Carnot’s Big Number Duel

Yash Sanghvi
Data Kisaan
Published in
3 min readMar 12, 2021


Recently, I came across this Numberphile video, discussing the contest held at MIT in 2007 between two professors (one from MIT and one from Princeton). The objective was to find the biggest finite number. Of course, the number should have some usage. You can’t just say add 1 to the previous number. Have a look at the linked video. It is really interesting.

Inspired by that video, 3 of us at Carnot DataLabs thought of having Carnot’s big number duel. The rules were simple:

  1. The numbers have to be relevant to Carnot (I can’t just add Graham’s number to the discussion out of nowhere). More specifically, they should be relevant to Carnot’s operations. You can’t just report the number of atoms in a Simha Kit (although kudos to you if you can accurately calculate that :P).
  2. If the number represents a measurement, the units have to be SI units (else I’d just write the distance traveled by tractors in nanometers or femtometers, to get bigger and bigger numbers)
  3. Categories cannot be repeated (so if I reported the distance traveled by the Carnot fleet in one day, you can’t just report the distance traveled in one week to get a bigger number). You can have numbers of the same unit as long as the context is different.

For the purpose of this post, let’s call the 3 contestants ‘A’, ‘B’, and ‘C’. Here’s how the contest panned out:

A: I’ll start off small but meaningful. We are Carnot, We are THE 1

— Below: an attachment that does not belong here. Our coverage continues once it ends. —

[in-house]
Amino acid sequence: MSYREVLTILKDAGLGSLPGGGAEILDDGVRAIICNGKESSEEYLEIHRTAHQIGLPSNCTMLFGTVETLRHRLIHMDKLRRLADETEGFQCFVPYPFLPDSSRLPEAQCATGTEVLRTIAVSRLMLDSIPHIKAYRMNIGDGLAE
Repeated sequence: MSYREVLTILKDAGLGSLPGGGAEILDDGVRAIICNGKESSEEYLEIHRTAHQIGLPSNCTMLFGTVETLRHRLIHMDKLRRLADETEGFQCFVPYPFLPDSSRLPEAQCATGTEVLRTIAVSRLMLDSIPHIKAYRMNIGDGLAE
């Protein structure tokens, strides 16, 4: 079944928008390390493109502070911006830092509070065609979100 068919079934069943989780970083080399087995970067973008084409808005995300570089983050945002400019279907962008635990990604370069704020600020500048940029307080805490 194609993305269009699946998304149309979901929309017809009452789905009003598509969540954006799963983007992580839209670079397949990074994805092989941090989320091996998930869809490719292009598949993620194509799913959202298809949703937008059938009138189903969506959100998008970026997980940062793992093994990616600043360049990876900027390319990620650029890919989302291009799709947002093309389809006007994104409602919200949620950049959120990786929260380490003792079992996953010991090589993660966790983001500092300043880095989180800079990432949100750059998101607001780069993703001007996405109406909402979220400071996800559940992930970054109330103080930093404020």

B: This one is easy to beat :P. Simha App’s play store rating: 4.7

C: Our strength — 72 and growing strong!

A: Let’s ramp this up a bit. Number of customers who have our tractor telematics devices installed: ~3500

B: This makes it easy for me. Number of devices: 4102

C: Number of Krishi Diary App downloads: 1.15 x 10⁵ (1.15 lakh)

A: Hmm. Time to get data-oriented. Number of villages of India in our locations database: 5.65 x 10⁵ (5.65 lakh)

B: I’ve another meeting coming up. Let’s get done with this. Number of pings we received yesterday from our telematics devices: 2.7 x 10⁷ (2.7 crores)

C: Not so soon, B! You know what’s bigger than the tech data? Financial data! Revenue generated by Carnot so far: 3.5 x 10⁸ (35 crore rupees)

A: Engine time by our devices in the last 30 days (in seconds): 6.1 x 10⁸ (61 crore seconds). Tech rules, C!

B: Thanks for the hint. Distance covered by our devices in last 30 days (in meters): 1.27 x 10⁹ (127 crore meters)

C: Interesting. Here’s a bigger financial number. Sum total of farm expenses entered by users on Krishi Diary App: 3.39 x 10⁹ (339 crore rupees)

A: You are again underestimating tech. Let’s take this to the next level. Total storage in our data lake (just the monitoring dump): 6.4 x 10¹² bytes (6.4 terabytes). Your turn B.

B: (after a long time) I give up. C, can you come up with a bigger number!

C: Not yet. I can generate bigger numbers in already covered categories. But that will be against the rules. And anyway, I think the size of data will always be the clear winner.

A: I win!

Can you think of a bigger number in the context of Carnot and defeat A? Then do reply to this post!

PS: For the curious ones out there, Graham’s number mentioned in this post is an unimaginably large number. I say unimaginably large because the human brain cannot physically store the number of digits that constitute Graham’s number. It is famous because, for a long time, it held the record for being the largest number to be used in a mathematical proof. You can learn more about it here.

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